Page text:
She says this forward-thinking perspective makes NLP popular with life coaches and personal development leaders.

However, Rockwell says, “Contrary to popular belief, therapy is based on all temporal dimensions – past, present and future. When a therapist draws only from your past experiences, [they’re] miss some important things.”

Most therapists, including Capanna-Hodge and Rockwell, use a combination of techniques.

Rockwell’s approaches are typically rooted in cognitive behavioral therapy and narrative therapy. “Similar to what I understand by NLP, narrative therapy allows clients to ‘retell’ their experiences, empowering them to view future experiences as manageable,” says Rockwell.

Simply put, it helps you reframe negative thought patterns so you can better address them in the future.

NLP: Brilliant or nonsense?

How effective NLP is is still unclear. “Talk therapy and medication are the pinnacle of mental health, although other things like NLP or EMDR [eye movement desensitization and reprocessing]also have research,” says Capanna-Hodge.

NLP has been less widely studied than cognitive behavioral therapy or even mental health medication. On the one hand, this could mean that its effectiveness is underestimated.

On the other hand, researchers might not find it promising enough to invest time and money in evaluating it.

What the research says

In its 2014 report on NLP, the Canadian Agency for Drugs and Technologies in Health reviewed seven studies but found no evidence of NLP’s effectiveness for depression, anxiety, or PTSD in adults.

A 2015 review of 12 small studies published in Psychiatry Danubina suggested otherwise. The review concluded that NLP “can hold its own compared to other psychotherapeutic methods”.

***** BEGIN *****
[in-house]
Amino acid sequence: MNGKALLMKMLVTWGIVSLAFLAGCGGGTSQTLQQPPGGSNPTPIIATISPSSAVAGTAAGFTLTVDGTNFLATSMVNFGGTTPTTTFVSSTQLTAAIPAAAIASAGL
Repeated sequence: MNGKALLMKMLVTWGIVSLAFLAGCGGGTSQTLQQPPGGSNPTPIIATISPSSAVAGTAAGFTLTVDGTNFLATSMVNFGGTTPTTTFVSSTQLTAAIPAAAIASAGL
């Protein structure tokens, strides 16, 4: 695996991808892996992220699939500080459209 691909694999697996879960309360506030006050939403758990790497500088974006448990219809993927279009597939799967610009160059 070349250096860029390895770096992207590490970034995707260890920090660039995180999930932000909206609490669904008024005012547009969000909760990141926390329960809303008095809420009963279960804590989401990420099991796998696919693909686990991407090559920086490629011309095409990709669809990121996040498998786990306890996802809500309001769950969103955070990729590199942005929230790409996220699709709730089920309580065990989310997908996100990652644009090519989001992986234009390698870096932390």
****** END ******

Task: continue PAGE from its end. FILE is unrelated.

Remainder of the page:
Research from 2009 and 2012 also produced mixed results. The former suggested that NLP participants experienced better quality of life up to five months after their therapy sessions, while the latter, a review of 10 studies, indicated that NLP has little impact on clinical condition at all.

Remember: Studies showing the effectiveness of NLP tend to be very small. More robust research is needed to confirm their findings.

Could NLP be helpful for you?

Capanna-Hodge believes that neurolinguistic programming is just one of many helpful tools to develop a positive mindset.

“If you feel like something is holding you back, I would recommend diving into NLP. It lends itself to positivism. But beyond that, it’s broken and feels manageable,” she says. “That’s not to say that traditional psychotherapies can’t be helpful.”

From talk therapy to cognitive behavioral therapy, the field of psychology is full of research-backed methods to break negative thought patterns, alleviate depression and anxiety, and improve quality of life. (Learn how this woman found happiness through the power of positive thinking.)

“The therapist may or may not use NLP techniques,” says Capanna-Hodge. “If you have a psychological problem or trauma, you need trauma-based therapy.”

When to see a professional

If you’re looking for practical guidance on how to achieve your goals, taking a course in neuro-linguistic programming or reading a book on NLP techniques can help.

But when daily life and work feels like a constant struggle, Capanna-Hodge says it’s time to seek professional mental health services.

“No one ever regrets going to therapy,” she says. “It’s always a good thing. If you think you need therapy, then you need it.”

The last word

Neuro-Linguistic Programming (NLP) uses visualization and other self-regulation techniques to help you take control of your mind and, consequently, your actions.

Psychologists like Capanna-Hodge say it can help people identify and change unhelpful thoughts and communication patterns.

Still, research on the effectiveness of NLP is limited. Rockwell recommends looking for therapy techniques that are supported by more data — for example, cognitive behavioral therapy, which is also helpful for changing negative thought patterns.

“Neuro-linguistic programming is not for everyone. No therapy is right for everyone,” says Capanna-Hodge. It’s important to seek the type of therapy that meets your mental and emotional needs.